Diller Scofidio + Renfro (DS + R) and Woods Bagot released updated design renderings of the Center for Aboriginal Art and Cultures in Adelaide, Australia, based on feedback from the Centre’s Aboriginal Records Group . In February, architects first unveiled designs for the center, which is part of Lot Fourteen, an innovation district rising up on the former site of the Royal Adelaide Hospital. For millennia before it was a hospital in a place called Adelaide, the land was the domain of the Kaurna people, a fact that is made public by the development website: “Lot Fourteen is located on the traditional lands of the Kaurna people. We recognize the cultural authority of the Kaurna people and respect their enduring spiritual relationship with their country and their responsibility to their country. We also express our gratitude and respect to all other First Nations peoples and communities in Australia.
“Through a deeper and broader engagement through the Indigenous Reference Group, our design speaks to and embraces the values and forms of Indigenous-shared references found in Indigenous art and cultures,” said Charles Renfro, Partner of DS + R, in a press release. “Fully connected to the landscape, the design integrates the lower ground level into the site and includes an exterior gallery cantilevered over the terraced landscape. “
The main design changes reinforce the project’s commitment to demonstrate a strong connection to the land. The columns have been reworked so that they “appear to grow from the ground,” the statement said. A porous indoor-outdoor space on the ground floor allows the landscape of the adjoining Adelaide Botanical Garden to penetrate deep into the building. A round amphitheater carved into the ground connects the interior to the site through large bay windows and an exterior gallery. Much of the site is home to a combination of plants, cobblestones, walls, terraces, seating, and water features. A network of pathways meander around the building and lead to intimate spaces across the grounds, offering tranquil retreats from the urban environment where visitors can immerse themselves in nature.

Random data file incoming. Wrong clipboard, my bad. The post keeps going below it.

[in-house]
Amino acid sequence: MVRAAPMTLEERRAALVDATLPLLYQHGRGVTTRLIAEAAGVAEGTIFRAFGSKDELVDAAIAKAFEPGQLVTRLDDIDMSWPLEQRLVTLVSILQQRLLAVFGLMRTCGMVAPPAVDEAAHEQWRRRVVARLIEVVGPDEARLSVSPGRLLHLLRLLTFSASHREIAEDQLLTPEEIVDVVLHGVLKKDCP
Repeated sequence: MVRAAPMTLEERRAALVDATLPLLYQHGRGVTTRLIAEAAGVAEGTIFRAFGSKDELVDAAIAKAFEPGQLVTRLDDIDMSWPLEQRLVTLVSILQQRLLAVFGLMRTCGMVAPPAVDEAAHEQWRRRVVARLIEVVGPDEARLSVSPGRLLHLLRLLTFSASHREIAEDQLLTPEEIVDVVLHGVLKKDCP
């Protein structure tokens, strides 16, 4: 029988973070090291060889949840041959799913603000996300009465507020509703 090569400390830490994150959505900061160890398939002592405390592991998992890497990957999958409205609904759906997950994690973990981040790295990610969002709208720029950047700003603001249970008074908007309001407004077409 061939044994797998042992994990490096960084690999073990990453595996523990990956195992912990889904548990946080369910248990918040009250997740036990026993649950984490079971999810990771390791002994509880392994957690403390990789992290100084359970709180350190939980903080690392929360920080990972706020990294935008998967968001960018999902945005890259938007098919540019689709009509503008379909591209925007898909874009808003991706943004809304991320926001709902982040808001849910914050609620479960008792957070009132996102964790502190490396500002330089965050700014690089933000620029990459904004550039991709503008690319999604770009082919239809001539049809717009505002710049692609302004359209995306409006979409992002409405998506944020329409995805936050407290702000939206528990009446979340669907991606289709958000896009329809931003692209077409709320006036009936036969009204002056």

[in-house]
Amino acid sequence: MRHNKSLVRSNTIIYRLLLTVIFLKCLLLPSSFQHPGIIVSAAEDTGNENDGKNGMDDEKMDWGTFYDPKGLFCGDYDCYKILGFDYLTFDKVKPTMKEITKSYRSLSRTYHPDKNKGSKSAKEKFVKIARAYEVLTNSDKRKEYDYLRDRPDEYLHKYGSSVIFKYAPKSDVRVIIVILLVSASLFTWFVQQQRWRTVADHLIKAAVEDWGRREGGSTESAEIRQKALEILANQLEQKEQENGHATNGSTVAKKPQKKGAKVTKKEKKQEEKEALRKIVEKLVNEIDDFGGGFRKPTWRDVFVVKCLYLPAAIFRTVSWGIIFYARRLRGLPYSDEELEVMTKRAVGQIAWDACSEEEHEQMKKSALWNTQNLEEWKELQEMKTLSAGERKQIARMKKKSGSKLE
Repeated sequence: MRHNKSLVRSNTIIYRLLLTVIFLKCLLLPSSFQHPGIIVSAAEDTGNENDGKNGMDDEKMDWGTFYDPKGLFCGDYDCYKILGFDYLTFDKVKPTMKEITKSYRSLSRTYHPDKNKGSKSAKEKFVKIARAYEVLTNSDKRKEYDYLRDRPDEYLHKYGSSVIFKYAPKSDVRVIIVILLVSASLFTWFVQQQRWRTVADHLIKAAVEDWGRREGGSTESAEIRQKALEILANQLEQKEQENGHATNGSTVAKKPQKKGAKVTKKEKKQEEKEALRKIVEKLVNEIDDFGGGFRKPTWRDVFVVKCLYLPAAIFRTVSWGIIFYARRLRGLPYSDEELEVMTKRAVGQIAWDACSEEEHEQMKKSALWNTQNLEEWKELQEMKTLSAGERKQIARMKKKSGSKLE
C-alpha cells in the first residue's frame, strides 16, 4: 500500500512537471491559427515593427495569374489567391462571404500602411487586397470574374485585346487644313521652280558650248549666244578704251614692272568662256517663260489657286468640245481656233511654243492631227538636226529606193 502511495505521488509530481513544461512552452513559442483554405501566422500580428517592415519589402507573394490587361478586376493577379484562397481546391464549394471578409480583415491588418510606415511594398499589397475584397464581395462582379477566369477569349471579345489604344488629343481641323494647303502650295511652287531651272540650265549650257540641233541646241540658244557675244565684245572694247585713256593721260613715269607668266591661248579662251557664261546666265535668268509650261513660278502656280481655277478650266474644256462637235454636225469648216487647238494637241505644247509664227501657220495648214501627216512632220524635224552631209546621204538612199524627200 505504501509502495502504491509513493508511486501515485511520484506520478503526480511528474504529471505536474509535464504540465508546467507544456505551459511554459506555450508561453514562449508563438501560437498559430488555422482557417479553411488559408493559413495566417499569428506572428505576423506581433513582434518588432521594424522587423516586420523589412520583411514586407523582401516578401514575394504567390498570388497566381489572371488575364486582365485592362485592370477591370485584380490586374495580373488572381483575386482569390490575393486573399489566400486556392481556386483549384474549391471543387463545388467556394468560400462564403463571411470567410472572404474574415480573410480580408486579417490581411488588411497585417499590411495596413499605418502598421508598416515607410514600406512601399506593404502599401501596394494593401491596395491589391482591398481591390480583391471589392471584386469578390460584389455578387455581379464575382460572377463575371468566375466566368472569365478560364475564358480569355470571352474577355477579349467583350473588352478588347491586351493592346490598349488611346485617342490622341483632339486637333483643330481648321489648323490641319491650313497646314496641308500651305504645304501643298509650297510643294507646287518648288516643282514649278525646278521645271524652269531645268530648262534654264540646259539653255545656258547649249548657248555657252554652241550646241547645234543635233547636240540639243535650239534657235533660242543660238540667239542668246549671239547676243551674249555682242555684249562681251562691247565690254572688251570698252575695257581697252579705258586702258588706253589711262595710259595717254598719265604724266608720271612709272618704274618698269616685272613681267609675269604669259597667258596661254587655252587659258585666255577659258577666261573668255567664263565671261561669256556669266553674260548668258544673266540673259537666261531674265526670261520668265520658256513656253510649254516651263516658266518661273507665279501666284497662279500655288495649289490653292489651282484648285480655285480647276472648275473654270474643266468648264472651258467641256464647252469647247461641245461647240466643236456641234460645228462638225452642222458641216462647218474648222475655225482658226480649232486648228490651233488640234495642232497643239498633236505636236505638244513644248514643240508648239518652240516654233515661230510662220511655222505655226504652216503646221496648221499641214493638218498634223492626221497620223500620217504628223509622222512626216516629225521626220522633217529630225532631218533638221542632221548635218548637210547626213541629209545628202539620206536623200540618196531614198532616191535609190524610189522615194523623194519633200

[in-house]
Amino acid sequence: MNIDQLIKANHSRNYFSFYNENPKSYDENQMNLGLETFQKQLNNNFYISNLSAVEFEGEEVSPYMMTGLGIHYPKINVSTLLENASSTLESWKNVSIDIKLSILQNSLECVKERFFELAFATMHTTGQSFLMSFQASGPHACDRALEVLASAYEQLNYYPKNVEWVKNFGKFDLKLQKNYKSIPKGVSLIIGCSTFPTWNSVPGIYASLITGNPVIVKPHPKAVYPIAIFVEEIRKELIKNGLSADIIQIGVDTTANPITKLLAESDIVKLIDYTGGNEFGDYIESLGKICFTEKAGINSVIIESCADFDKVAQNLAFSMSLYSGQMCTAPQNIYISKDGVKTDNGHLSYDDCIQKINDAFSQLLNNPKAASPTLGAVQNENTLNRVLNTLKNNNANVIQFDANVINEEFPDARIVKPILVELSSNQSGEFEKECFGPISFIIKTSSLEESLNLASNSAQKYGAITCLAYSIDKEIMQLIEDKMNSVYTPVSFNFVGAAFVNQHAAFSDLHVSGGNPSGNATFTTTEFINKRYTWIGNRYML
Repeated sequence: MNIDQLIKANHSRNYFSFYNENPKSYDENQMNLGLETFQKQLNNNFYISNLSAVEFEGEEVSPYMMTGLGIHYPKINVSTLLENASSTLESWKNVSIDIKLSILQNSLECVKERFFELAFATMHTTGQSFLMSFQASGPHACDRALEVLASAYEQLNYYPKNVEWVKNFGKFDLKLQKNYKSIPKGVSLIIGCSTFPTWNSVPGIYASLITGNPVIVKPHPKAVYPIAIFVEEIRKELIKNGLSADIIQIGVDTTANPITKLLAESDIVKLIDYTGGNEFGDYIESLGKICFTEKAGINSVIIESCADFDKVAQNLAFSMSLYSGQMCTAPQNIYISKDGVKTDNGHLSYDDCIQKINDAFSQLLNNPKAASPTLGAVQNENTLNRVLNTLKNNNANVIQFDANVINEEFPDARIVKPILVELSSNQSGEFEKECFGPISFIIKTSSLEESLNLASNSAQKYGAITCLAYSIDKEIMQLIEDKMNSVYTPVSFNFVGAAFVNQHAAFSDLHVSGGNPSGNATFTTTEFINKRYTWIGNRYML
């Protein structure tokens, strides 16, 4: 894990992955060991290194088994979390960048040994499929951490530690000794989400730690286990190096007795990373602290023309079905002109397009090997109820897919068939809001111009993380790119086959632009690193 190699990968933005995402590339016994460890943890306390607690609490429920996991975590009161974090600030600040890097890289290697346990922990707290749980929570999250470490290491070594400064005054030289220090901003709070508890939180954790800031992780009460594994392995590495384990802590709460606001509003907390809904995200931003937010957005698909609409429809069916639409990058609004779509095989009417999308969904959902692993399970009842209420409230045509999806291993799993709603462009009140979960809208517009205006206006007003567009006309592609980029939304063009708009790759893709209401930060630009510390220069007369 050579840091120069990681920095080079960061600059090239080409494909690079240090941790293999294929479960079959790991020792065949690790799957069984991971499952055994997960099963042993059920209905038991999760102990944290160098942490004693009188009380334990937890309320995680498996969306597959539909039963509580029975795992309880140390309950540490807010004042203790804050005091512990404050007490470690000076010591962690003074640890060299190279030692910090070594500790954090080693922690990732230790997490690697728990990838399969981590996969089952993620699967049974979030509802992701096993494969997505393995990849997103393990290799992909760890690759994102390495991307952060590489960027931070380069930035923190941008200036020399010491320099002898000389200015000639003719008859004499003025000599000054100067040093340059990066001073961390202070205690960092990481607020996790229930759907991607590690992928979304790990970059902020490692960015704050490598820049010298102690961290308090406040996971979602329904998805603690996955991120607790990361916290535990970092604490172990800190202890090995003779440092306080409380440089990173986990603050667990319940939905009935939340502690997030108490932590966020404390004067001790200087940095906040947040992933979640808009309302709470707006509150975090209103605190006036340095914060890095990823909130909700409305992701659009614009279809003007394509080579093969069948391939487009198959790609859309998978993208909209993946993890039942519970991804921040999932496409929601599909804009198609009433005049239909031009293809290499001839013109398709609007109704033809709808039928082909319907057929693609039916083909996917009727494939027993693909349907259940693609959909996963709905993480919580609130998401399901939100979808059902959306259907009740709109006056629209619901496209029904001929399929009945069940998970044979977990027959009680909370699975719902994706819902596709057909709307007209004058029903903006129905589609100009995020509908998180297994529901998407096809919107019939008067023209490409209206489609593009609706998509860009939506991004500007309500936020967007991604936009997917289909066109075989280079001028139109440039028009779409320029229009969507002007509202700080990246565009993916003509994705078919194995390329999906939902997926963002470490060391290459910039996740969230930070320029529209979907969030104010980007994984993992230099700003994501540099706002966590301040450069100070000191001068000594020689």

The building envelope has also been updated to reinforce its reference to Indigenous culture. A metallic skin, pleated at ground level, rises with the columns and curves to form the facade. In places, the metallic skin peels off to reveal windows that will offer views from the galleries on the upper floor.
“Driven by truth and transparency and staying true to the original design narrative, the design was driven by engagement with the Indigenous Reference Group,” Woods Bagot director Rosina Di Maria said in a statement. “The role of the design team has always been to listen and translate the aspirations and ambitions of the ARG into a design response. The architecture evokes a sense of welcome for all visitors – especially First Nations peoples – and a connection to culture offered by the human experience.
Plans for the center entered the planning approval process in South Australia yesterday, August 5, after being submitted to the State Commission Review Panel, bringing the project closer to the start of construction.